This is the first of a sub-group of three compositions in which God reveals to Job the creation, the organisation and the annihilation of the natural world. The angels or ‘morning stars’ exist in eternity above, while Job, his wife and his friends are shown in a cave-like Earth below. In between, in a zone partly occupied by the Lord, are the Sun and Moon gods representing time, identified by Lindberg as Helios and Selene rather than Apollo and Diana.
The figures of Helios and Selene are probably derived from Antique gems, which Blake on his Laocoön print of c.1818–20 equated with ‘The Gems of Aaron's Breast Plate’ (Keynes Writings 1957, p.777; repr. Bindman 1978, pl.623, Essick Separate Plates 1983, pl.51). Indeed, Lindberg suggests that this whole design is a reconstruction by Blake of Aaron's breastplate, which was understood in the eighteenth century to represent the original map of the universe.
The motif of angels with upstretched arms crossing each other to form a frieze had already been used by Blake in one of his illustrations to Young's Night Thoughts of c.1795–7 (Butlin no.330 437; repr. Blunt 1959, pl.54b, and Grant, Rose and Tolley 1980). It is probably based on a relief from Persepolis engraved for Jacob Bryant's New System of Ancient Mythology in Basire's workshop 1775–6 when Blake was an apprentice there (repr. Blunt 1959, pl.54a). The motif reappears in the second illustration in Blake's two series of illustrations to Milton's On the Morning of Christ's Nativity of 1809 and c.1815 (Butlin nos.538 2 and 542 2, repr. in colour pls.661 and 667). In the Job engraving, as opposed to the preceding watercolours, Blake added further arms cut by the edge of the composition, suggesting an infinitude of angels in eternity.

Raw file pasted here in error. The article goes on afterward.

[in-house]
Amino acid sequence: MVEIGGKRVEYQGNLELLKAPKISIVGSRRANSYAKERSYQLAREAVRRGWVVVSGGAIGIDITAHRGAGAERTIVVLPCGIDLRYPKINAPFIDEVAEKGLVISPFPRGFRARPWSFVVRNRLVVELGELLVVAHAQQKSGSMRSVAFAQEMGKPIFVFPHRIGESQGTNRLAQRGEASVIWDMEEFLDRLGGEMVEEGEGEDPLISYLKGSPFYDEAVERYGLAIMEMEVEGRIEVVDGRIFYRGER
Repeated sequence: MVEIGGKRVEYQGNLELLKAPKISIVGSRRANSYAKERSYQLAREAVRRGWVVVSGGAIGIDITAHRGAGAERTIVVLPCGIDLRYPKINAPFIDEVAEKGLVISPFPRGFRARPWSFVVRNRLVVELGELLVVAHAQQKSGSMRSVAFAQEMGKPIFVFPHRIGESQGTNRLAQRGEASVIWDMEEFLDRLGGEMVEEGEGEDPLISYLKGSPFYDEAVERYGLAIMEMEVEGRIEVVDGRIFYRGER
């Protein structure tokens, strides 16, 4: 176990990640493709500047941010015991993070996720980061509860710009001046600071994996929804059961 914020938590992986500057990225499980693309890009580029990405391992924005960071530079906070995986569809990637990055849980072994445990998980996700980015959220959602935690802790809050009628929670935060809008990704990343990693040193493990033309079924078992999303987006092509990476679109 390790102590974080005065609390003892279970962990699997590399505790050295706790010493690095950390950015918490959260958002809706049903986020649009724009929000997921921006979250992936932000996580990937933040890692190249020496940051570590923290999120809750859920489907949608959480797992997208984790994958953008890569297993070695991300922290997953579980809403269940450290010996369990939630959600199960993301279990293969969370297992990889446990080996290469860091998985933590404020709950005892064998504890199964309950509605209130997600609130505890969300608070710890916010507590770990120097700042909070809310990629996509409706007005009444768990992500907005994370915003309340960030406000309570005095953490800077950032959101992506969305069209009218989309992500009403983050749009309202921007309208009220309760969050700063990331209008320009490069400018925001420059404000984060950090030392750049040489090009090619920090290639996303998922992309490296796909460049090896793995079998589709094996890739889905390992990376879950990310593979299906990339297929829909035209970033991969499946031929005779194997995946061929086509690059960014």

Martin Butlin, William Blake 1757-1827, Tate Gallery Collections, V, London 1990